competition, write firstname.lastname@example.org.
JANG BI TOPS TACOMA TOURNEY: An undefeated Jang Bi 7d topped Tacoma Go Club's September 29 "Back to School" tournament in Tacoma, WA. The3-round event drew 18 players, including four who took the train up from Oregon. “The field ranged from 22k up to 7d, with no unpleasantly large gaps,” reports organizer Mike Malveaux. Undefeated were Jang Bi 7d, who won $70; Kim Won Jong 2d, who won $50, and Mike Tobias 22k, who won a set of jade go stones with bowls. Ma Dong 6d won two of his three games to claim a $30 prize. Other two-game winners were Darrell Malick 3k, Frank Brown 8k, and Gordon Castanza 13k, all of whom won a prize from a table of books on go. “Young rivals Tai Nguyen 20k and Kevin Burton 15k, who both attended the West Coast Go Camp this summer, faced off again,” Malveaux tells the EJ. “Tai revenged himself for previous losses, and helped his friend Kevin qualify for the dreaded ‘Fighting Spirit’ category.” Darrell Malick 3k nearly won the "Farthest Traveler" award, “but was disqualified for sandbagging since he no longer lives in Florida.” Instead the prize went to Jim Levenick 3k from Salem, Oregon. “A big Thank You goes to Samarkand, Slate and Shell, Yutopian, and Yunnan-Arts, for help stocking the prize tables,” adds Malveaux.
STROHM WINS LAST DANGO IN VT: Jed Strohm 10k swept all four rounds to take first place in the Last Dango in Vermont tournament, held on September 29 in Middlebury, VT. “There were just 14 players,” reports organizer Peter Schumer, “but they represented four states.” Winners collected a total of $225 in gift certificates from Slate and Shell. Winner’s Report: 1st: Jed Strohm 10k, 4–0; 2nd: Lihu Ben-Ezri Ravin 8k, 3–1; 3rd: Noel Kinnear 14k, 3–1; 4th: David Felcan 2k, 3–1.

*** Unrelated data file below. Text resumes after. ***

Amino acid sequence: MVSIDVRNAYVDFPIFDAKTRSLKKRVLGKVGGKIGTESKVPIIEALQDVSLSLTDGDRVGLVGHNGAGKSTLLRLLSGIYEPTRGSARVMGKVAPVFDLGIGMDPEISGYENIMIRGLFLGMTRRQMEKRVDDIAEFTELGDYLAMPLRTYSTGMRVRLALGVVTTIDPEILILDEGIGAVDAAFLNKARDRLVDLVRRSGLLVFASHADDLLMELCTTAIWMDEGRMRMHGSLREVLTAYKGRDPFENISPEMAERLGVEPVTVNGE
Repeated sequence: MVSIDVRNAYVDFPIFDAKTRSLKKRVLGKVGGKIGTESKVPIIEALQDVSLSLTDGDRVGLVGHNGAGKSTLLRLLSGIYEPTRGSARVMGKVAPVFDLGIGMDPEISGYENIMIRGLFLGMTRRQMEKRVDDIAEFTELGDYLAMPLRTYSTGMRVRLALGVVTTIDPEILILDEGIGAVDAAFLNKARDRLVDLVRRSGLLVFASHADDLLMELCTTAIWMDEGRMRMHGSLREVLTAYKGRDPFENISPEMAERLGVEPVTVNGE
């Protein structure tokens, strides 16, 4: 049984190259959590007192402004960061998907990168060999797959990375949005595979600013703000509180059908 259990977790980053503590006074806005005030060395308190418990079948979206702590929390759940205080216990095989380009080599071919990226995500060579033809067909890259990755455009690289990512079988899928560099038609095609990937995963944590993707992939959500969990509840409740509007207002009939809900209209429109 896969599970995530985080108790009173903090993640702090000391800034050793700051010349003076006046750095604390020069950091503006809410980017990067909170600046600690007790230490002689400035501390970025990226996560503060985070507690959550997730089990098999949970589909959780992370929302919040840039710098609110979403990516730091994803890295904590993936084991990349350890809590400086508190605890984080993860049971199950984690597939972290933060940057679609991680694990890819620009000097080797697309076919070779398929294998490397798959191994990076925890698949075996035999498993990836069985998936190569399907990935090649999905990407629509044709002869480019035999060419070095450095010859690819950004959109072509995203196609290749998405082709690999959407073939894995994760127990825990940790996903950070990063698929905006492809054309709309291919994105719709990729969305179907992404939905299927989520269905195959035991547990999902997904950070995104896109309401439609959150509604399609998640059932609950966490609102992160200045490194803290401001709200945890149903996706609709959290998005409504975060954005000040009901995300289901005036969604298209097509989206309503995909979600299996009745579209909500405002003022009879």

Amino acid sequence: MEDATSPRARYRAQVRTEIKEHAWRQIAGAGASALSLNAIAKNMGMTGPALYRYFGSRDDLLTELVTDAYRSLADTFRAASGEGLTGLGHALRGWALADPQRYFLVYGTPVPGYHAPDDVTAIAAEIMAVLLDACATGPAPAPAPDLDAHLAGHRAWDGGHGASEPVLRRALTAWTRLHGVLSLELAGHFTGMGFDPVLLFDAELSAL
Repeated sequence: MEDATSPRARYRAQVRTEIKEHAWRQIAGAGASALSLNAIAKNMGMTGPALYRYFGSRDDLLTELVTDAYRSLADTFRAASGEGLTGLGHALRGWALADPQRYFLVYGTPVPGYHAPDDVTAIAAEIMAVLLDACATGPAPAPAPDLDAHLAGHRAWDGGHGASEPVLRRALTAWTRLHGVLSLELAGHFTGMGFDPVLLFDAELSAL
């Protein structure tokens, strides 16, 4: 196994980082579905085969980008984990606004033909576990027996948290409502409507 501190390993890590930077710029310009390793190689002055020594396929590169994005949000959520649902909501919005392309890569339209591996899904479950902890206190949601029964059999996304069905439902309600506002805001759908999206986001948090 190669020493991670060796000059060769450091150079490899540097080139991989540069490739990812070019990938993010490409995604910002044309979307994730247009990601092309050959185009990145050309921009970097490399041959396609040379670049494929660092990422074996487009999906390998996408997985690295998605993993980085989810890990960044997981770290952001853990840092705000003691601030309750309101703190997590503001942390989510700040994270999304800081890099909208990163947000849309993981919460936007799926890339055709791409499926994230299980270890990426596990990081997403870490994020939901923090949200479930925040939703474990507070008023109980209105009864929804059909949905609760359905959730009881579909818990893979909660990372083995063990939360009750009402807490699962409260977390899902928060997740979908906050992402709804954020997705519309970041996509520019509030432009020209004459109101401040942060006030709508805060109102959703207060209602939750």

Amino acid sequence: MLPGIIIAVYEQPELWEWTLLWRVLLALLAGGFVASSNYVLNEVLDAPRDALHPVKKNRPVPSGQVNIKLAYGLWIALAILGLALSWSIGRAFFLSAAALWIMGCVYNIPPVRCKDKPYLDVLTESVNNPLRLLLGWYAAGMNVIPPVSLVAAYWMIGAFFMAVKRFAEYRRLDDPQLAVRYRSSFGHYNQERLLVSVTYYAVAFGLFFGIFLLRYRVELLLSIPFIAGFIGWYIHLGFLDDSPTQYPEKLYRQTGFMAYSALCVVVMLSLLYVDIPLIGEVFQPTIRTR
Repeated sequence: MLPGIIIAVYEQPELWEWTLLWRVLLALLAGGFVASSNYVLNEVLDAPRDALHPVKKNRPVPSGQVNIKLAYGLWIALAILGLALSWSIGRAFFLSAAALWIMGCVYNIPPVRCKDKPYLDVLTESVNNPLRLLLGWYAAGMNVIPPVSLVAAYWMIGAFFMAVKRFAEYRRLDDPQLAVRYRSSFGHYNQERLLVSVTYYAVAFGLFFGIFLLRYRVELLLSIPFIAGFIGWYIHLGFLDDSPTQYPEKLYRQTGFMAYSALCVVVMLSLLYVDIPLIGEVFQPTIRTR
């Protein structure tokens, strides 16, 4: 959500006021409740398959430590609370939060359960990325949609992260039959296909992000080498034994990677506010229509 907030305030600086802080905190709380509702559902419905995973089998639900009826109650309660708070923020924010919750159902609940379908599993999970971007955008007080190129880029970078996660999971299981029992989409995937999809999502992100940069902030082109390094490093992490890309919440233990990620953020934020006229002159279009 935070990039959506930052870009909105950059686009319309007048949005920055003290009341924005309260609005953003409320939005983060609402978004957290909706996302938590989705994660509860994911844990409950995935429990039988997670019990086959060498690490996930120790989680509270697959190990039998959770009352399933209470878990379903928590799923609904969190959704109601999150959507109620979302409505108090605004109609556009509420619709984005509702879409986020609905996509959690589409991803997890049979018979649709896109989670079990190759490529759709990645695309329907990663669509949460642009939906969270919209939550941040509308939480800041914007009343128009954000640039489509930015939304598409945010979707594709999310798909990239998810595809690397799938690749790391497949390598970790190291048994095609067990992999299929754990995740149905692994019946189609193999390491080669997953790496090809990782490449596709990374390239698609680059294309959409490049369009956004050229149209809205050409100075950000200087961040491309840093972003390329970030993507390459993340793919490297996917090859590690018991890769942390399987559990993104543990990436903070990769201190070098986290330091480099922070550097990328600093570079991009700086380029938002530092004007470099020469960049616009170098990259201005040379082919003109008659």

BURRALL TOPS NORCAL FALL TOURNAMENT: Matthew Burrall 7d clinched the Northern California Fault Tournament title with a 4-1 record September 22-23 at the American ING Goe Center in Menlo Park, CA. Burrall topped a field of 39 players, including a competitive 7d to 2d section with nine players 5d and above, four of whom played earlier this year in the US Youth Go Championships. In other divisions, James Senesac 1k and Daniel Liu 13k both went undefeated. Steve Burrall directed and Reid Augustin assisted. Winner’s Report: 7D-2D: 1st: Matthew Burrall 7d; 2nd: Jimmy Guo 6d; 3rd: Tony Zhang 5d. 1D-8k: 1st: James Senesac 1k; 2nd: Vishank Jain-Sharma 6k; 3rd: Felix Feng 1k. 10k-22k: 1st: Daniel Liu 13k; 2nd: Henry Zhang 14k; 3rd: Kevin Fang 17k.
- report/photo by Lawrence Ku, West Coast Correspondent for the E-Journal. Photo: Reid Augustin (l) and Steve Burrall (r) finishing up their game with a crowd watching them.
JUNG HOON LEE & TERRY ROSEN TOP ROCKY TOURNEY: Jung Hoon Lee 8d won the September 29 Rocky Mountain Fall Tournament Open Section while Terry Rosen 16 topped the handicap division. “While the Colorado Buffaloes defeated the third-ranked Oklahoma Sooners in Boulder, Colorado, 57 go players gathered from all over Colorado, as well as some visitors from Wyoming and Utah,” reports David Weiss, who co-directed with Stu Horowitz. “No one from Oklahoma.” Winner’s Report: 1st: Jung Hoon Lee 8d; 2nd: Cye Stoner (Wyoming) 5k; 3rd: Patrick Lacz 2k; 4th: Mayeul d'Avezac 3k; 5th: Nathan Harwit 6k; 6th: Luke Smidt 10k. The top players in the handicap section: 1st: Terry Rosen 16k; 2nd: Ching Ong 21k.